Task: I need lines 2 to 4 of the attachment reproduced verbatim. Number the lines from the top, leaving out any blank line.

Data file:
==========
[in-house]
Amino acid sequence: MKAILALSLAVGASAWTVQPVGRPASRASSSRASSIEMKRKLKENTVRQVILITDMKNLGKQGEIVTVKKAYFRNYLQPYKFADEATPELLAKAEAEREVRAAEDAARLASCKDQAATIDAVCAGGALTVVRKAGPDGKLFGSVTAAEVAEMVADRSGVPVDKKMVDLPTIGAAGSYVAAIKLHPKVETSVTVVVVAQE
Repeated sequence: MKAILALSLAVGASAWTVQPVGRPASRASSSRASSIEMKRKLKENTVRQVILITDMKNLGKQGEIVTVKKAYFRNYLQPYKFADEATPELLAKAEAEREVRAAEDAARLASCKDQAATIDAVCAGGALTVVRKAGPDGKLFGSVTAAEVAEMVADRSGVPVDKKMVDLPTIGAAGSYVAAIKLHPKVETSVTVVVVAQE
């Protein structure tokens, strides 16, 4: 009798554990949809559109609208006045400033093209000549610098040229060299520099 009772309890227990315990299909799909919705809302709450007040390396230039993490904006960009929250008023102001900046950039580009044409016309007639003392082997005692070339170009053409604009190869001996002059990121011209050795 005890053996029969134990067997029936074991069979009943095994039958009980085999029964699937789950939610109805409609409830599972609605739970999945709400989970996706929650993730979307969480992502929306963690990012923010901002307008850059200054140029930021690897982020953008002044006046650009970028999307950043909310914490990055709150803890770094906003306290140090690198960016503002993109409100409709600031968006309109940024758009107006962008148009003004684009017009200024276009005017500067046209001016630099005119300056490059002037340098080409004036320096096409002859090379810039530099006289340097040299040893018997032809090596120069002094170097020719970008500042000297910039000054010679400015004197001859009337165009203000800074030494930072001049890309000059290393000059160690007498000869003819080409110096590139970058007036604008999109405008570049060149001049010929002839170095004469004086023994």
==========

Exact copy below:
Amino acid sequence: MKAILALSLAVGASAWTVQPVGRPASRASSSRASSIEMKRKLKENTVRQVILITDMKNLGKQGEIVTVKKAYFRNYLQPYKFADEATPELLAKAEAEREVRAAEDAARLASCKDQAATIDAVCAGGALTVVRKAGPDGKLFGSVTAAEVAEMVADRSGVPVDKKMVDLPTIGAAGSYVAAIKLHPKVETSVTVVVVAQE
Repeated sequence: MKAILALSLAVGASAWTVQPVGRPASRASSSRASSIEMKRKLKENTVRQVILITDMKNLGKQGEIVTVKKAYFRNYLQPYKFADEATPELLAKAEAEREVRAAEDAARLASCKDQAATIDAVCAGGALTVVRKAGPDGKLFGSVTAAEVAEMVADRSGVPVDKKMVDLPTIGAAGSYVAAIKLHPKVETSVTVVVVAQE
């Protein structure tokens, strides 16, 4: 009798554990949809559109609208006045400033093209000549610098040229060299520099 009772309890227990315990299909799909919705809302709450007040390396230039993490904006960009929250008023102001900046950039580009044409016309007639003392082997005692070339170009053409604009190869001996002059990121011209050795 005890053996029969134990067997029936074991069979009943095994039958009980085999029964699937789950939610109805409609409830599972609605739970999945709400989970996706929650993730979307969480992502929306963690990012923010901002307008850059200054140029930021690897982020953008002044006046650009970028999307950043909310914490990055709150803890770094906003306290140090690198960016503002993109409100409709600031968006309109940024758009107006962008148009003004684009017009200024276009005017500067046209001016630099005119300056490059002037340098080409004036320096096409002859090379810039530099006289340097040299040893018997032809090596120069002094170097020719970008500042000297910039000054010679400015004197001859009337165009203000800074030494930072001049890309000059290393000059160690007498000869003819080409110096590139970058007036604008999109405008570049060149001049010929002839170095004469004086023994």